In practice, most disks would crack much faster than that, if you aim the algorithm at the most likely sources first, such as the page and hibernation files, the user registry, and the web browser cache and configuration folders.

    The lesson I took away from that is that against an attacker with physical access, it really doesn't make the slightest difference how strong your password is, unless the entire disk is encrypted.

  • by falconwolf (725481) <falconsoaring_20 ... minus herbivore> on Thursday November 19, 2009 @01:09AM (#30153176)

    TrueCrypt [truecrypt.org] is open source and is available for download from Source Forge [sourceforge.net], which hosts open source projects. And here's the downloadable source code [truecrypt.org].

    Falcon

  • by bertok (226922) on Thursday November 19, 2009 @04:01AM (#30153852)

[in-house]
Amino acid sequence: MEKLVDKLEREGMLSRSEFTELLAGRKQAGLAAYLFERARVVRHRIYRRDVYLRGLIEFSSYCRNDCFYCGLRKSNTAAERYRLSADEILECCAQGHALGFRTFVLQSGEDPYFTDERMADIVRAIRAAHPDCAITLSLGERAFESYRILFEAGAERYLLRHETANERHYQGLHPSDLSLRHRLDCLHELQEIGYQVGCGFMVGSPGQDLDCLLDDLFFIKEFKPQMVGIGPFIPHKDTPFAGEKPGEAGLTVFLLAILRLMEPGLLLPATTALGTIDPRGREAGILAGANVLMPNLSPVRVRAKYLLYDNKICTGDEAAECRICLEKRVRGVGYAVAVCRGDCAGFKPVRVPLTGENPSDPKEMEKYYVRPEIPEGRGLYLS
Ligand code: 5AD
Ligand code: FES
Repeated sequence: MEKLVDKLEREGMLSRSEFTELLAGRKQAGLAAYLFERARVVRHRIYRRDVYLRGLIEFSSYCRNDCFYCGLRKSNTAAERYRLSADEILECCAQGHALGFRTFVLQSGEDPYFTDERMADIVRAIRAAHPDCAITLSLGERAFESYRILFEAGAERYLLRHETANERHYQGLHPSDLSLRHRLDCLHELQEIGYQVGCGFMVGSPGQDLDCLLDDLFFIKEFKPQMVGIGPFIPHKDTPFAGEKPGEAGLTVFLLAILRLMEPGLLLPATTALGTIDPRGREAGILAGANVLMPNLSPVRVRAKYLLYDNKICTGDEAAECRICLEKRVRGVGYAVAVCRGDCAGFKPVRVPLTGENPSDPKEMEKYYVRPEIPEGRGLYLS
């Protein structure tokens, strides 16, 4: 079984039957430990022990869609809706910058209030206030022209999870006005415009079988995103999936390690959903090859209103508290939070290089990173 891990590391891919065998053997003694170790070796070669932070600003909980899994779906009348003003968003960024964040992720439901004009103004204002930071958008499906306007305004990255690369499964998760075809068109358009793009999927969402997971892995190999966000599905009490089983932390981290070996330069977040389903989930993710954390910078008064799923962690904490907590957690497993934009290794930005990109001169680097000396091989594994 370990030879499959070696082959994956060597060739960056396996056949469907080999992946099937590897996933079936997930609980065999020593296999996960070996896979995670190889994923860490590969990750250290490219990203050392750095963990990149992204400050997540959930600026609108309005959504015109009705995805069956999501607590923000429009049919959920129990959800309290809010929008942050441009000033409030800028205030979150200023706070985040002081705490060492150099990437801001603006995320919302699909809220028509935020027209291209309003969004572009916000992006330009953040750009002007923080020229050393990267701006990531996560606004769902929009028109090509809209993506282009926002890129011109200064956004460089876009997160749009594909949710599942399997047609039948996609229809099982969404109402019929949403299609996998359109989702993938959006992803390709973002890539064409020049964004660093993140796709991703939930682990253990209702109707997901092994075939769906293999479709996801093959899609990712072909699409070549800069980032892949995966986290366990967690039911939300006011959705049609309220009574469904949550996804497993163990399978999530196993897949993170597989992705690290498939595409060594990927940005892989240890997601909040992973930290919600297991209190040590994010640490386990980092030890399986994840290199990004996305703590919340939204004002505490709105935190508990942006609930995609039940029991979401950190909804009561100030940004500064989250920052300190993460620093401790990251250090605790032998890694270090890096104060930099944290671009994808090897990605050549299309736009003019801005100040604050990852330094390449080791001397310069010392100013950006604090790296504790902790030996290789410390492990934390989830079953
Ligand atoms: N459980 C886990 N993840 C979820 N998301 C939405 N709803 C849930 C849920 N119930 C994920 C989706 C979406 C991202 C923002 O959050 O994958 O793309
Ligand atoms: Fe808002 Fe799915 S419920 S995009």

That would only works if the password is kept on a temporary file. Otherwise there is no reason whatsoever the password would be anywhere on disk. And that does not work at all if you use a bootable CD.

    But that's not how it happens in the real world. Most people don't run their computers from read-only media with the swap turned off!

    First of all, there's lots of bad developers out there. Passwords get saved all over the place, in the registry, configuration files, etc... I've seen web sites that were "https", but then put the plain text password into the URL, which is saved in the unencrypted browser history!

    Second, even if you store passwords in memory only, the pagefile might still contain it, if a page containing the password was swapped out. It's even more likely with hibernation files, which swap out everything, including kernel space marked as non-pageable.